Fond of women who don’t — correction, won’t — know their place, confine themselves to their appointed range, or answer to any authority other than their own instincts, even if it means their almost-certain destruction? Still hurting for some untrammeled femme-dom energy, even after getting worked over by Tyne Daly in Master Class? Well, then, unwrap your hard candies now: You’re going to be spending a lot of time in the theater this month.
Begin in bondage: South African playwright/director/conceiver Yael Farber has done the seemingly impossible — she's merged the horror of apartheid with the horror of The Oresteia, and somehow come away with a show that's inescapably ... optimistic. Which isn't to say her MoLoRa ("Ashes" in Sesotho) is warm and fuzzy. Farber's tale is written in blood yet never circumscribed by it. Her mode is fable, but with nothing literal or simplistic or picturesquely folkloric. MoLoRa can be hard to watch — domination should be difficult to watch — yet it leaves you with a more encouraging vision of humanity than anything you're likely to see anywhere else, in any medium. And it has history on its side: You may remember (though we don't remember nearly often enough) that South Africa's fight for liberation had a decidedly un-Greek ending. Somehow, through several conjoined miracles of good governance and superhuman grace, a nation ended up not haunted by Furies and endless cycles of violence, but palliated with Truth and Reconciliation. Hell, they even named a commission after it. MoLoRa explores why that was so. We'd do well to pay attention.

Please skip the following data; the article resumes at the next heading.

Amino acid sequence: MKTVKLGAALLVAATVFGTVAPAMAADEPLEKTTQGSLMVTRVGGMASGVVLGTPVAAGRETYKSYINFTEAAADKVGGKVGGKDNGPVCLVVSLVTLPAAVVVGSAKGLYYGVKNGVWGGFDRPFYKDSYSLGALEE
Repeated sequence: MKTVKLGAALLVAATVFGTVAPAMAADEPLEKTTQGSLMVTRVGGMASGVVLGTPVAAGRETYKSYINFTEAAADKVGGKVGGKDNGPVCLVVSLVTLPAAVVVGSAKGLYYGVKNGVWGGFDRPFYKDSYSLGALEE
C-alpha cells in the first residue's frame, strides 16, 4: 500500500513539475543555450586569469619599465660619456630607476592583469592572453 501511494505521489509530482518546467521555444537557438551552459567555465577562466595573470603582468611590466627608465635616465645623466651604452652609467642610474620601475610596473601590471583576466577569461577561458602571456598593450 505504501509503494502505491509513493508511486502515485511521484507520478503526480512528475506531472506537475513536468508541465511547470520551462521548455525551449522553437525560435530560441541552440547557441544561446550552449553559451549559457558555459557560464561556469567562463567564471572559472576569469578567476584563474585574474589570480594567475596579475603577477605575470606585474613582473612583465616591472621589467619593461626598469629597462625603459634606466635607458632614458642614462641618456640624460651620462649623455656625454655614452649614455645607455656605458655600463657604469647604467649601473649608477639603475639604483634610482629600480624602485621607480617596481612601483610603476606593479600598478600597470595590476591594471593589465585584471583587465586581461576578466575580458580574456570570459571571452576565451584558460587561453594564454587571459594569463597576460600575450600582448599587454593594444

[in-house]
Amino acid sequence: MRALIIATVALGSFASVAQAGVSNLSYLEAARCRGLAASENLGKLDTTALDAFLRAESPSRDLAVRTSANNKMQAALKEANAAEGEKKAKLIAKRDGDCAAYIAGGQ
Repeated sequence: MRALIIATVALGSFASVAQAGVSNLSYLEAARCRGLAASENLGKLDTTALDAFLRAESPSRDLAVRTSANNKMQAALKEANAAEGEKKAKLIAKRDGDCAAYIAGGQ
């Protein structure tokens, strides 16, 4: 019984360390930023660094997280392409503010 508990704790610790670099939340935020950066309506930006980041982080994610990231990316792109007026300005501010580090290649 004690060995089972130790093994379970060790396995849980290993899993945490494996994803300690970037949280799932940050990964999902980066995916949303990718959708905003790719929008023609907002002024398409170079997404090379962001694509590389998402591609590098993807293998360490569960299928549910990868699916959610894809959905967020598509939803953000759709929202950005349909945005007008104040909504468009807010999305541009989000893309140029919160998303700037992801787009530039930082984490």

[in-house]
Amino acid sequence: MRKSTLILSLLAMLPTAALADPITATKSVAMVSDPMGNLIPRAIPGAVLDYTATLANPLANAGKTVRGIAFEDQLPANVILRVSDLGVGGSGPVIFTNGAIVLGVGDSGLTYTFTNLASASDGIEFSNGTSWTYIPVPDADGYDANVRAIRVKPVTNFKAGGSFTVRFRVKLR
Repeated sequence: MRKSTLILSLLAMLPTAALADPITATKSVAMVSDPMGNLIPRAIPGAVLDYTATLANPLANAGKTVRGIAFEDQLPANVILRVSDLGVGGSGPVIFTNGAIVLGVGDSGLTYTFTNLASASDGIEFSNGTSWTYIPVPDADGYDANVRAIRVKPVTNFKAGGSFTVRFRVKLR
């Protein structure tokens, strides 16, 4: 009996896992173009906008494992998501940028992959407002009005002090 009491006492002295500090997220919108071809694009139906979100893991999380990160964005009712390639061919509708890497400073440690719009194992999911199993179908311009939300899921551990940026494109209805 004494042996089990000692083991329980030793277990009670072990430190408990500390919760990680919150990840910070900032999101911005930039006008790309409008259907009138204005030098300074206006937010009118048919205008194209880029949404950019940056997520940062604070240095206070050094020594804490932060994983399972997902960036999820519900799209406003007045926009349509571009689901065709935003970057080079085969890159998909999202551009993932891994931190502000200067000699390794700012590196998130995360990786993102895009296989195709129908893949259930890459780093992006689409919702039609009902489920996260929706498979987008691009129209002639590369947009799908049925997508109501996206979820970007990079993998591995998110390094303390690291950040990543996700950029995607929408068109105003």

For the most part, Farber lets the women tell the tale. Or rather, tales: There are two titans here, both angels, both Furies, both their own versions of events. They're locked in narrative and physical combat, and portrayed by two fiercely brilliant actresses. Dorothy Ann Gould is Klytemnestra, her face stony as an Easter Island totem, her garb that of a white farmer. She opens the show with the murder of Agamemnon (Sandile Matsheni), the vicious husband she hates and fears. He's "buried" center-stage, in a dusty rectangular plot that becomes the central playing-space. Klytemnestra subjects her daughter, the iconically black-African Elektra (Jabulile Tshabalala), to servitude and torture, interrogating her over the whereabouts of her baby brother Orestes (Matsheni again), whom she fears will return to avenge his father. (A 2,600-year-old spoiler alert: He does.) Seated around them, there's an implied "commission" of traditionally attired Xhosa women (and one man), played by the ghostly vocalist-musicians of the Ngqoko Cultural Group. They function as both Chorus and ad hoc Eumenides. The theatrical trappings are spartan and flawless; the stage is mostly cleared for the standoff between Gould and Tshabalala — the women are the future here, even though they're also lugging the guts of the past. Every object onstage, human or inanimate, is heavy with cost and consequence: the weight of a pickax hitting the floor, the thump of a gumboot, even the mist of ash in the air. We all know how this story turns out, or at least we think we do. Yet we keep on forgetting, as individuals and as a society. Farber and her stunning company make it impossible to forget.